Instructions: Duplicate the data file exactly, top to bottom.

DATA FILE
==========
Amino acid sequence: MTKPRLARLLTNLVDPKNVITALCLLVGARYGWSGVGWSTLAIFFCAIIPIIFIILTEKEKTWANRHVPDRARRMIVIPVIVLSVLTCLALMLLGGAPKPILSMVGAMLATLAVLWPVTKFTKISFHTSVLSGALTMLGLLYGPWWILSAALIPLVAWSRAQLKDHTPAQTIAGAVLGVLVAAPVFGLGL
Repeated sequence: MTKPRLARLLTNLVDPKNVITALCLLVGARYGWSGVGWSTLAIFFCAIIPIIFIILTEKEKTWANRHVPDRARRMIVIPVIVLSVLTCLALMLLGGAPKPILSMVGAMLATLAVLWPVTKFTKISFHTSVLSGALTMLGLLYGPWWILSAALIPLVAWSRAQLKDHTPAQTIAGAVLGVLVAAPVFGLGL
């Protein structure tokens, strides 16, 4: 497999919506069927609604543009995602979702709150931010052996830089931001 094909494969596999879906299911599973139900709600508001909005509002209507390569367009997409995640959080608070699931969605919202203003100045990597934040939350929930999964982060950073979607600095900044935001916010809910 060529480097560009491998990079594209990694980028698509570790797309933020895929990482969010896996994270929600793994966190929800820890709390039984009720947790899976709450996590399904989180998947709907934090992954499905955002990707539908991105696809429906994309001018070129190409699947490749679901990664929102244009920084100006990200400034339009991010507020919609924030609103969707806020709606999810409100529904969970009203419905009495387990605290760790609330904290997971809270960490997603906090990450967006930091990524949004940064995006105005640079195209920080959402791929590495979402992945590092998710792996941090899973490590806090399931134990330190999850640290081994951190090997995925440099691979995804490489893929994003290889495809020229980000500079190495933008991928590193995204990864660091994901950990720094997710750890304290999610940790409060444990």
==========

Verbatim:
Amino acid sequence: MTKPRLARLLTNLVDPKNVITALCLLVGARYGWSGVGWSTLAIFFCAIIPIIFIILTEKEKTWANRHVPDRARRMIVIPVIVLSVLTCLALMLLGGAPKPILSMVGAMLATLAVLWPVTKFTKISFHTSVLSGALTMLGLLYGPWWILSAALIPLVAWSRAQLKDHTPAQTIAGAVLGVLVAAPVFGLGL
Repeated sequence: MTKPRLARLLTNLVDPKNVITALCLLVGARYGWSGVGWSTLAIFFCAIIPIIFIILTEKEKTWANRHVPDRARRMIVIPVIVLSVLTCLALMLLGGAPKPILSMVGAMLATLAVLWPVTKFTKISFHTSVLSGALTMLGLLYGPWWILSAALIPLVAWSRAQLKDHTPAQTIAGAVLGVLVAAPVFGLGL
């Protein structure tokens, strides 16, 4: 497999919506069927609604543009995602979702709150931010052996830089931001 094909494969596999879906299911599973139900709600508001909005509002209507390569367009997409995640959080608070699931969605919202203003100045990597934040939350929930999964982060950073979607600095900044935001916010809910 060529480097560009491998990079594209990694980028698509570790797309933020895929990482969010896996994270929600793994966190929800820890709390039984009720947790899976709450996590399904989180998947709907934090992954499905955002990707539908991105696809429906994309001018070129190409699947490749679901990664929102244009920084100006990200400034339009991010507020919609924030609103969707806020709606999810409100529904969970009203419905009495387990605290760790609330904290997971809270960490997603906090990450967006930091990524949004940064995006105005640079195209920080959402791929590495979402992945590092998710792996941090899973490590806090399931134990330190999850640290081994951190090997995925440099691979995804490489893929994003290889495809020229980000500079190495933008991928590193995204990864660091994901950990720094997710750890304290999610940790409060444990």